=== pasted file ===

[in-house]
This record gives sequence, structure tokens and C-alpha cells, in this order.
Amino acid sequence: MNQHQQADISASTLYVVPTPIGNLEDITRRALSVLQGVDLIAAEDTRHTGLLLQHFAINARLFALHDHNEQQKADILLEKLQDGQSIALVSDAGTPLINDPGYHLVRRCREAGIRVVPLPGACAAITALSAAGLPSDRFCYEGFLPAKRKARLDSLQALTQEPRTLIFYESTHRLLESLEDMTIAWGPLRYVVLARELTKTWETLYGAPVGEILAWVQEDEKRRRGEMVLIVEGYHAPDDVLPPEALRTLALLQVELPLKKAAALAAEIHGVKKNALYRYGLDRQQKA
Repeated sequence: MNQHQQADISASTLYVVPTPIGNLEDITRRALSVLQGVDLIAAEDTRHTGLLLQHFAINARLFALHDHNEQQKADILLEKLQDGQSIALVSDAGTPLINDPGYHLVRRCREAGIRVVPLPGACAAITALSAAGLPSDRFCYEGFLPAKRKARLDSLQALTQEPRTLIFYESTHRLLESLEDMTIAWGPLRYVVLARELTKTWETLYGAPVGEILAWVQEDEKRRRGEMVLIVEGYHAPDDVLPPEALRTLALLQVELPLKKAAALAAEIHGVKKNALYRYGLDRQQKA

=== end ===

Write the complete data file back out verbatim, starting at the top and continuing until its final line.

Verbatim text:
[in-house]
This record gives sequence, structure tokens and C-alpha cells, in this order.
Amino acid sequence: MNQHQQADISASTLYVVPTPIGNLEDITRRALSVLQGVDLIAAEDTRHTGLLLQHFAINARLFALHDHNEQQKADILLEKLQDGQSIALVSDAGTPLINDPGYHLVRRCREAGIRVVPLPGACAAITALSAAGLPSDRFCYEGFLPAKRKARLDSLQALTQEPRTLIFYESTHRLLESLEDMTIAWGPLRYVVLARELTKTWETLYGAPVGEILAWVQEDEKRRRGEMVLIVEGYHAPDDVLPPEALRTLALLQVELPLKKAAALAAEIHGVKKNALYRYGLDRQQKA
Repeated sequence: MNQHQQADISASTLYVVPTPIGNLEDITRRALSVLQGVDLIAAEDTRHTGLLLQHFAINARLFALHDHNEQQKADILLEKLQDGQSIALVSDAGTPLINDPGYHLVRRCREAGIRVVPLPGACAAITALSAAGLPSDRFCYEGFLPAKRKARLDSLQALTQEPRTLIFYESTHRLLESLEDMTIAWGPLRYVVLARELTKTWETLYGAPVGEILAWVQEDEKRRRGEMVLIVEGYHAPDDVLPPEALRTLALLQVELPLKKAAALAAEIHGVKKNALYRYGLDRQQKA